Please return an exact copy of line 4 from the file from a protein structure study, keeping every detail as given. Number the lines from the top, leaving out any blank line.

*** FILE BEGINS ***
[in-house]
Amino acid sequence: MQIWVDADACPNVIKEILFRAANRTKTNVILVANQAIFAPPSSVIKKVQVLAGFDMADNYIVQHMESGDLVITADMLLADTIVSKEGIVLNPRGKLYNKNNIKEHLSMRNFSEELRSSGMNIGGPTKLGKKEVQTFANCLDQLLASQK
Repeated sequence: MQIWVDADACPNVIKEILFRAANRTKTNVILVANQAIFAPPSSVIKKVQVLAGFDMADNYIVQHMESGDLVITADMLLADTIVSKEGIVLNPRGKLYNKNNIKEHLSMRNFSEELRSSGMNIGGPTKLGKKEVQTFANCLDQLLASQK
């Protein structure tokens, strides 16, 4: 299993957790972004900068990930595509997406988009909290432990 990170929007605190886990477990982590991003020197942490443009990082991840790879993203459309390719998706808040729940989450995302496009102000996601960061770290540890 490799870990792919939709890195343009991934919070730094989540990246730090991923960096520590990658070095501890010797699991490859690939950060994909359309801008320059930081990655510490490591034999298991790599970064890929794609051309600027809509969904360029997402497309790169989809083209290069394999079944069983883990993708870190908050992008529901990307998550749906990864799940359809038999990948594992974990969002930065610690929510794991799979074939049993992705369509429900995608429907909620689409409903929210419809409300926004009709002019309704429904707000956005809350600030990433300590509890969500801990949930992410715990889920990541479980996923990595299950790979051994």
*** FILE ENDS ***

């Protein structure tokens, strides 16, 4: 299993957790972004900068990930595509997406988009909290432990 990170929007605190886990477990982590991003020197942490443009990082991840790879993203459309390719998706808040729940989450995302496009102000996601960061770290540890 490799870990792919939709890195343009991934919070730094989540990246730090991923960096520590990658070095501890010797699991490859690939950060994909359309801008320059930081990655510490490591034999298991790599970064890929794609051309600027809509969904360029997402497309790169989809083209290069394999079944069983883990993708870190908050992008529901990307998550749906990864799940359809038999990948594992974990969002930065610690929510794991799979074939049993992705369509429900995608429907909620689409409903929210419809409300926004009709002019309704429904707000956005809350600030990433300590509890969500801990949930992410715990889920990541479980996923990595299950790979051994």